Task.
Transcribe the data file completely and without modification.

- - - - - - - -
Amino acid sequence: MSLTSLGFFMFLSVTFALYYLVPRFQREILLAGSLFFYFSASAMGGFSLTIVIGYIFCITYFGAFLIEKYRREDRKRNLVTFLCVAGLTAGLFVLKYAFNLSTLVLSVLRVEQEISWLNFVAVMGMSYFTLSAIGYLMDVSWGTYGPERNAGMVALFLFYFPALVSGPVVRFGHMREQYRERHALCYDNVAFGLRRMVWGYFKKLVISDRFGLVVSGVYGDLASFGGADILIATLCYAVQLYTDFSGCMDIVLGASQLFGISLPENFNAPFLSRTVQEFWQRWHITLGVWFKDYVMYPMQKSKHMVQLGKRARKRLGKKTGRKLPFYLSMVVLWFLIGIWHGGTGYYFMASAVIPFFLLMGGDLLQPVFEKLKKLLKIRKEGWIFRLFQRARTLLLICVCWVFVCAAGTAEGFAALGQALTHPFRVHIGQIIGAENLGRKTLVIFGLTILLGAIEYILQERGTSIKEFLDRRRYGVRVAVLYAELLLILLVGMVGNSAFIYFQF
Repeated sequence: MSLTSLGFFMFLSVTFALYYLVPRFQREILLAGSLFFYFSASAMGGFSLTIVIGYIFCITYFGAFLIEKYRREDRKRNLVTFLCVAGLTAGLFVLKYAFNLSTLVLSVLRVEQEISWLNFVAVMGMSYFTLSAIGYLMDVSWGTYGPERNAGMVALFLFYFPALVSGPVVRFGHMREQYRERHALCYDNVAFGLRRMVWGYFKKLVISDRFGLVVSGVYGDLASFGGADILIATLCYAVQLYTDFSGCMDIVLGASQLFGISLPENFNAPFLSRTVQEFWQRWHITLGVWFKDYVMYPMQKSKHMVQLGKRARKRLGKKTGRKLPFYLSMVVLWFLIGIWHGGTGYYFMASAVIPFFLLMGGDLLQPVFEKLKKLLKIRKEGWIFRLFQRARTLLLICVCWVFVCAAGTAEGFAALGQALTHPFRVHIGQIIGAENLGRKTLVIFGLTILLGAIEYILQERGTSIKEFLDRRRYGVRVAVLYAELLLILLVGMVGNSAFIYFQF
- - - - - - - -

Amino acid sequence: MSLTSLGFFMFLSVTFALYYLVPRFQREILLAGSLFFYFSASAMGGFSLTIVIGYIFCITYFGAFLIEKYRREDRKRNLVTFLCVAGLTAGLFVLKYAFNLSTLVLSVLRVEQEISWLNFVAVMGMSYFTLSAIGYLMDVSWGTYGPERNAGMVALFLFYFPALVSGPVVRFGHMREQYRERHALCYDNVAFGLRRMVWGYFKKLVISDRFGLVVSGVYGDLASFGGADILIATLCYAVQLYTDFSGCMDIVLGASQLFGISLPENFNAPFLSRTVQEFWQRWHITLGVWFKDYVMYPMQKSKHMVQLGKRARKRLGKKTGRKLPFYLSMVVLWFLIGIWHGGTGYYFMASAVIPFFLLMGGDLLQPVFEKLKKLLKIRKEGWIFRLFQRARTLLLICVCWVFVCAAGTAEGFAALGQALTHPFRVHIGQIIGAENLGRKTLVIFGLTILLGAIEYILQERGTSIKEFLDRRRYGVRVAVLYAELLLILLVGMVGNSAFIYFQF
Repeated sequence: MSLTSLGFFMFLSVTFALYYLVPRFQREILLAGSLFFYFSASAMGGFSLTIVIGYIFCITYFGAFLIEKYRREDRKRNLVTFLCVAGLTAGLFVLKYAFNLSTLVLSVLRVEQEISWLNFVAVMGMSYFTLSAIGYLMDVSWGTYGPERNAGMVALFLFYFPALVSGPVVRFGHMREQYRERHALCYDNVAFGLRRMVWGYFKKLVISDRFGLVVSGVYGDLASFGGADILIATLCYAVQLYTDFSGCMDIVLGASQLFGISLPENFNAPFLSRTVQEFWQRWHITLGVWFKDYVMYPMQKSKHMVQLGKRARKRLGKKTGRKLPFYLSMVVLWFLIGIWHGGTGYYFMASAVIPFFLLMGGDLLQPVFEKLKKLLKIRKEGWIFRLFQRARTLLLICVCWVFVCAAGTAEGFAALGQALTHPFRVHIGQIIGAENLGRKTLVIFGLTILLGAIEYILQERGTSIKEFLDRRRYGVRVAVLYAELLLILLVGMVGNSAFIYFQF